As the National Party struggles to come to terms with its failure to win the general election, it needs to face up to the reality of its situation. So far, it has done little more than feel sorry for itself, and that has been rapidly followed by looking for someone to blame.
The prevailing sentiment is that, in reality, they "won" the election and were cheated out of it – if not by a perverse electoral system, then by an unprincipled chancer who refused to play by the rules.
What they will not recognise is that they were required to play by the rules that everyone else (including the electorate as a whole) had accepted, and that their failure to prevail was theirs alone. They lost because they could not assemble enough seats in Parliament to command a majority.
What they cannot seem to accept is that, having held office for nine years and won three elections in a row, it should have come as no surprise that the voters might have been prepared to give someone else a chance - especially when the main opposition had a new lease of life under a new and charismatic leader.
Nor should it have been a surprise that the voters who signalled their wish for a change should have reached a range of different views (under a proportional representation voting system) as to precisely who they wanted to see take over, and that it was then up to the various parties to construct a parliamentary majority and form a government.
The difficulty National has had in accepting these simple truths is significant in at least a couple of respects. First, it represents a real obstacle to their chances of recognising, rapidly adjusting to, and overcoming their current plight. And secondly, it tells us something about how National sees its place in New Zealand politics.
Although my own political sympathies lie elsewhere, I like to think I have some insight into that very question – and that is because my own dear (and long departed) parents were lifelong National Party supporters, as were their parents before them.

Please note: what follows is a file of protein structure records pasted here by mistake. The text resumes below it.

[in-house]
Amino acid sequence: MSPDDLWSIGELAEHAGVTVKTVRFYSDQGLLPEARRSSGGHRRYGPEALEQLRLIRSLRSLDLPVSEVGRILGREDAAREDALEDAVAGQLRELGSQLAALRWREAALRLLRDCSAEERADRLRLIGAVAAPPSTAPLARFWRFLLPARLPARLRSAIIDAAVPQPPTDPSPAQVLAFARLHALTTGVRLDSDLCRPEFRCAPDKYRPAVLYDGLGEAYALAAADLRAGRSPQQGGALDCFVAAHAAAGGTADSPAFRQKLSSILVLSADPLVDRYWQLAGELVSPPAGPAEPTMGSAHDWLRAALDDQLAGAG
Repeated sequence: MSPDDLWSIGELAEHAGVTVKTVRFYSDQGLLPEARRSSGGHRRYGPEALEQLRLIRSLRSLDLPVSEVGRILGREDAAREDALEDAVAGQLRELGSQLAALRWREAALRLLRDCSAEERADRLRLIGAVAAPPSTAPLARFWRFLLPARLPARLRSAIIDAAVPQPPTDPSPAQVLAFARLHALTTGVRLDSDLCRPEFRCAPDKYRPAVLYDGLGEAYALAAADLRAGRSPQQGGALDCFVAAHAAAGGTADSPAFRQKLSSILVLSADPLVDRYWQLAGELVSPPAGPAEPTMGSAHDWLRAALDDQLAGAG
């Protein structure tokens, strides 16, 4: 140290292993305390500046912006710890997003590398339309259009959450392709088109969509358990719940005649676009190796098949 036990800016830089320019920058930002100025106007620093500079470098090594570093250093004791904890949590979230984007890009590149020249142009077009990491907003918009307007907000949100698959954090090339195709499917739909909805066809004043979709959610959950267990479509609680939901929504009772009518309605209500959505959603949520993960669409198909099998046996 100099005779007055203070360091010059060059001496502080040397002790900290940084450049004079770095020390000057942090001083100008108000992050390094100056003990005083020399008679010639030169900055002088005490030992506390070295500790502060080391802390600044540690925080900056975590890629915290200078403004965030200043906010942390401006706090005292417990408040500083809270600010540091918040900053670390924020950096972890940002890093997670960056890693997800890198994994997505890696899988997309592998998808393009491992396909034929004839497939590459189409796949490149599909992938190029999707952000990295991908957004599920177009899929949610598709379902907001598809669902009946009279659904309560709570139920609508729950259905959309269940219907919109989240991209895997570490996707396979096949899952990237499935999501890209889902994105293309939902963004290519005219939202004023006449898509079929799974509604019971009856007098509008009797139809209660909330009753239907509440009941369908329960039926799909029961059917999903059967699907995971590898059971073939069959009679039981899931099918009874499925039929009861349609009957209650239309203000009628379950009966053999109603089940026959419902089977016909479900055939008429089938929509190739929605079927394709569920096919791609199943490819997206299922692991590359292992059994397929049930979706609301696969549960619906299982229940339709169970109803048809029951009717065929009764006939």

For them, the way they voted was less a matter of personal advantage or political calculation as it was an expression of a social attitude. "People like us", they felt, and would sometimes say, "vote National".
"People like us", in their terms, were people who had a vested interest in the status quo by virtue of their achievements and who therefore had a special responsibility to maintain the social order. And with that responsibility came a special and unique role — to be available to take the important decisions needed to hold society together.
It is only a short step from those assumptions to a belief that the exercise of governmental power was almost a kind of birthright, and that any departure from that norm was at best an aberration. I encountered a much more overt and deliberate expression of the same attitude when I became involved in British politics.
British Conservatives, of course, operate in a much more class-conscious society than we are used to, and noblesse oblige is perhaps one of the less objectionable manifestations of the belief that some people are "born to rule". It is an attitude that generations of public-school educated boys took with them, for good or ill (more usually for ill), to the further corners of the Empire.
It may seem somewhat fanciful to draw a parallel between the New Zealand National Party and the British establishment, but I suspect that the incredulity of National supporters at the loss of power and their refusal to accept it or accommodate it stems from a similar belief that they are meant to govern and that the natural order has somehow been overturned by the advent of a Labour-led Government.
The sooner National can get over their failure to win, and can accept that they have no special claim to government, the better for them and for New Zealand politics. The most difficult lessons are sometimes the most salutary.